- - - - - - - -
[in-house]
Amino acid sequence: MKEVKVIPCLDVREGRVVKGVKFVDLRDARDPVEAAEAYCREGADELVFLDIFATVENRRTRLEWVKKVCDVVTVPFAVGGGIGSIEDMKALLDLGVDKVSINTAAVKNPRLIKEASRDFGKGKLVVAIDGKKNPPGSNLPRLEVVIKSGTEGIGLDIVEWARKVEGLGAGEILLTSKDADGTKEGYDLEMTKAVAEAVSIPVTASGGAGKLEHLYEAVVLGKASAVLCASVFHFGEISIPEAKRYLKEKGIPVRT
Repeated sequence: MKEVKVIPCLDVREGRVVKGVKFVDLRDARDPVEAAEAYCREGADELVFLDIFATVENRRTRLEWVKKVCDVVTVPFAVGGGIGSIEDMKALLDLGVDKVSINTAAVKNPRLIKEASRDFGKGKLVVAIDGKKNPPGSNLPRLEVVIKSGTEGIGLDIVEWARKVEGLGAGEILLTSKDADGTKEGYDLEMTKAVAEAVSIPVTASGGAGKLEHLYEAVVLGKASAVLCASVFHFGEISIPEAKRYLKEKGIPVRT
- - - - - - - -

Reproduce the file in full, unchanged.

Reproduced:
[in-house]
Amino acid sequence: MKEVKVIPCLDVREGRVVKGVKFVDLRDARDPVEAAEAYCREGADELVFLDIFATVENRRTRLEWVKKVCDVVTVPFAVGGGIGSIEDMKALLDLGVDKVSINTAAVKNPRLIKEASRDFGKGKLVVAIDGKKNPPGSNLPRLEVVIKSGTEGIGLDIVEWARKVEGLGAGEILLTSKDADGTKEGYDLEMTKAVAEAVSIPVTASGGAGKLEHLYEAVVLGKASAVLCASVFHFGEISIPEAKRYLKEKGIPVRT
Repeated sequence: MKEVKVIPCLDVREGRVVKGVKFVDLRDARDPVEAAEAYCREGADELVFLDIFATVENRRTRLEWVKKVCDVVTVPFAVGGGIGSIEDMKALLDLGVDKVSINTAAVKNPRLIKEASRDFGKGKLVVAIDGKKNPPGSNLPRLEVVIKSGTEGIGLDIVEWARKVEGLGAGEILLTSKDADGTKEGYDLEMTKAVAEAVSIPVTASGGAGKLEHLYEAVVLGKASAVLCASVFHFGEISIPEAKRYLKEKGIPVRT